The Sun News Miami

As usual the Symphony of the Americas put a smile on everyone's face and a warm glow in every heart with their annual Christmas concert in Ft. Lauderdale.

Maestro James Brooks-BruzzeseStar of the show, under the usual masterful baton of James Brooks-Bruzzese (shown here in his festive red vest and bow tie) was guest soloist Frank Loconto. He was the lead singer with The Lane Brothers from 1957-1979, a group best known for the 1958 recording Boppin' In A Sack (you can hear it on YouTube). The title refers to a 'sack dress' that was popular at the time; it looked like a sack because it did not taper in at the waist. Not exactly high fashion, but it made for a groovy song!

Frank currently hosts a daily public policy show, Countyline, on local cable television throughout South Florida.

With a resounding voice that has been his trademark for decades, Frank delighted the audience with the classics Winter Wonderland and Silver Bells before doing a duet with the evening's other soloist, Cathy Van. She put her heart into the song and really made a connection with audience in post-World War 2 tune by Bob Wells and Mel Torme, The Christmas Song.

It was one of the selections highlghted in a pre-concert talk, which was merely summarised as the host of the talk was unable to deliver his address. The song was said to embody "Home, safety, togetherness, chestnuts, warmth: all these wonderful things that make a relaxing Christmas. Their song has never gone out of style. In good times and bad it has always spoken of the true spirit of the holiday in a different way than the Nutcracker."

Singer Frank Leconto with Sylvia RivasIt was two selections from Tchaikovsky's Nutcracker that opened the holiday concert, and a rousing rendition of Havah Nagilah that opened the second half. The audience happily clapped to the beat on that one!

Whiule the inclusion of a tune from Phantom of the Opera gave another chance for the soloists to perform a duet, it hardly fit the theme of the evening. The second half did, however, feature more intriguing inclusions: Dear Granma, and There's Christmas in the Air. The former tune, sung by Cathy Van, was arranged by orchestra member Peter Graves.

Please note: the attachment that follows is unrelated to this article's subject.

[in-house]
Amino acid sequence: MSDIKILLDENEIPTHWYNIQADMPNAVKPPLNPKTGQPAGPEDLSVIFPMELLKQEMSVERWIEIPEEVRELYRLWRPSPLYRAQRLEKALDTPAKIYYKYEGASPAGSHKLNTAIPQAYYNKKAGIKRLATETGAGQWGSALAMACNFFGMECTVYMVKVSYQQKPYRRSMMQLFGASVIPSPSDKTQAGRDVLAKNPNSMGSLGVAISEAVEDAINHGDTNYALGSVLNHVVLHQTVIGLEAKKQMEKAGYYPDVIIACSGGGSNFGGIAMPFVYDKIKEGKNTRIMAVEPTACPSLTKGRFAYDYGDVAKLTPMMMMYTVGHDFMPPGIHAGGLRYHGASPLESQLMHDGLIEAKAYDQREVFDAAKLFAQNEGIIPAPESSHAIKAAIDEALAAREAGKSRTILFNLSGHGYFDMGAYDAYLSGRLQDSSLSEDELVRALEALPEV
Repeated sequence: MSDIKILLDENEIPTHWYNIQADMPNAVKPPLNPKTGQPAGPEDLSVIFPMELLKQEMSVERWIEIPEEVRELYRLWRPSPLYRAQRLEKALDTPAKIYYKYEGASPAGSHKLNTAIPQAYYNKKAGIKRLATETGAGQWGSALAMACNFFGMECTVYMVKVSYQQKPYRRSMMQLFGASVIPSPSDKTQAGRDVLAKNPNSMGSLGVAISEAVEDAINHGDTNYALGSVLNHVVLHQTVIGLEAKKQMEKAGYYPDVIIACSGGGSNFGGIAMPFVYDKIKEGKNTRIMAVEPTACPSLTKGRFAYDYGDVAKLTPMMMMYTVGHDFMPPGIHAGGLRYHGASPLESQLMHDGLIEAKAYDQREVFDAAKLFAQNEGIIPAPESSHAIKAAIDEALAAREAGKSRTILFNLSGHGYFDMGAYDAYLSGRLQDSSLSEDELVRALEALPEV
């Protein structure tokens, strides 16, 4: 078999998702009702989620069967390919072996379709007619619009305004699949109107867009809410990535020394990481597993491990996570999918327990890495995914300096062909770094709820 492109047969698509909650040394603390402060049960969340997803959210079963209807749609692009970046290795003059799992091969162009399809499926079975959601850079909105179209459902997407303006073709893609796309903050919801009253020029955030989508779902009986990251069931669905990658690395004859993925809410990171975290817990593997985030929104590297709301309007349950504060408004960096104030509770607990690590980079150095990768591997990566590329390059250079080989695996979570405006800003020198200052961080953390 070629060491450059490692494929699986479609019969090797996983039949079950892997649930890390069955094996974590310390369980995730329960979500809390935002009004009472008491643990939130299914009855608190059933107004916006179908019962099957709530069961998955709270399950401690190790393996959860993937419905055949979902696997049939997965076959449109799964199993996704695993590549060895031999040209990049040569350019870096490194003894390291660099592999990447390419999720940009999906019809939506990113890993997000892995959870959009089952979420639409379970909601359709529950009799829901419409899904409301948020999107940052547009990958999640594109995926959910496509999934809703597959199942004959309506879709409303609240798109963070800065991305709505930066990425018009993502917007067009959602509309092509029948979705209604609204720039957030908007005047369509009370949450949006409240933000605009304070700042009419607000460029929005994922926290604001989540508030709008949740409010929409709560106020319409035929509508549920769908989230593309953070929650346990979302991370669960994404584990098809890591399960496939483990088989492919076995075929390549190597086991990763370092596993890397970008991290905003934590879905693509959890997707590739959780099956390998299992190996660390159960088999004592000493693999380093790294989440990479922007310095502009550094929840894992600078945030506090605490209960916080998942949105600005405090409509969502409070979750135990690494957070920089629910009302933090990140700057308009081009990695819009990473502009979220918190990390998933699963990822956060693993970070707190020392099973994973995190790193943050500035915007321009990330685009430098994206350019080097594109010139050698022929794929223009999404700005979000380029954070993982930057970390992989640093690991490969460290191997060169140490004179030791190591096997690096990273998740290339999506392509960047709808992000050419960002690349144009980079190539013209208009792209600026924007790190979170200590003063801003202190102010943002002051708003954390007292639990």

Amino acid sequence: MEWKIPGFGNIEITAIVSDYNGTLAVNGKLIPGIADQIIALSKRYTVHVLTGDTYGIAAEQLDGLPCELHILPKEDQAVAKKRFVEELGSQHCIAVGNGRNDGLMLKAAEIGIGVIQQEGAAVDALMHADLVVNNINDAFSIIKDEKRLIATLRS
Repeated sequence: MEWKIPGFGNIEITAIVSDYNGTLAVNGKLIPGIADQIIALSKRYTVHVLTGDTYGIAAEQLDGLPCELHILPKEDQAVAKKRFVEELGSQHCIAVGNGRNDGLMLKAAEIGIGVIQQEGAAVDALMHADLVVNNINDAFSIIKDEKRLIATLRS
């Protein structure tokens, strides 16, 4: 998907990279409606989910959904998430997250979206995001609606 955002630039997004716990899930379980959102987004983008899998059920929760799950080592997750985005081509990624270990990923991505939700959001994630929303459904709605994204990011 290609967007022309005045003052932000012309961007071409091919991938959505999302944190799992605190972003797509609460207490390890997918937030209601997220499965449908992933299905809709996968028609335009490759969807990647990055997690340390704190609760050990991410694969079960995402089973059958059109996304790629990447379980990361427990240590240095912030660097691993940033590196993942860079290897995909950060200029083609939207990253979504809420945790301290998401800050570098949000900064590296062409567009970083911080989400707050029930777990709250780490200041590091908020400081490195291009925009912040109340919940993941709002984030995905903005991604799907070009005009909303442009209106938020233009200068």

The slide show on the screen behind the orchestra was a great idea although some of the slides seemed to embody little emotional  contact with the songs, and the images were sometimes hard to discern because of the bright lights shining on stage.

Connie Francis with Dr. EmanueleThere were three special guests in attendance at the concert. Shown here is the great and much beloved singer Connie Francis, who graced the Broward Center with her presence in the audience.

Santa and Mrs. Claus made an appearance towards the end to help the audience sing Feliz Navidad, although the tune itself was somewhat lost in the excitement of the arrival from the North Pole. Let There Be Peace ended the concert on a note of hope with the audience singing along. An uplifting way to end another Christmas concert from Symphony of the Americas, now in their 29th season.

Their next concert, on Jan. 10. 2017. will feature the keyboard duo of Dunlap & Pennington.  For more info visit their website:

This review due to the combined effort of Dr. Matt Emanuele and Sylvia Rivas.

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What would Christmas music be like without Santa Claus, Jingle Bells, and Bing Crosby? For those fortunate enough to be at St. Patrick's Church in Toronto on December 3, the Vespers of Christmas Eve by Claudio Monteverdi gave new meaning to the Christmas season. Quite a feat for music that was composed 400 years ago, delivered with gracious solemnity by Toronto's Tallis Choir.




MonteverdiMonteverdi was originally commissioned to write this music by the Doge of Venice in his position as choirmaster of St. Mark's, his state chapel. The Vespers are structured around the singing of five Psalms, the first of which features a divine battle. It is relieved by two lyrical interludes dominated at the outset by female voices.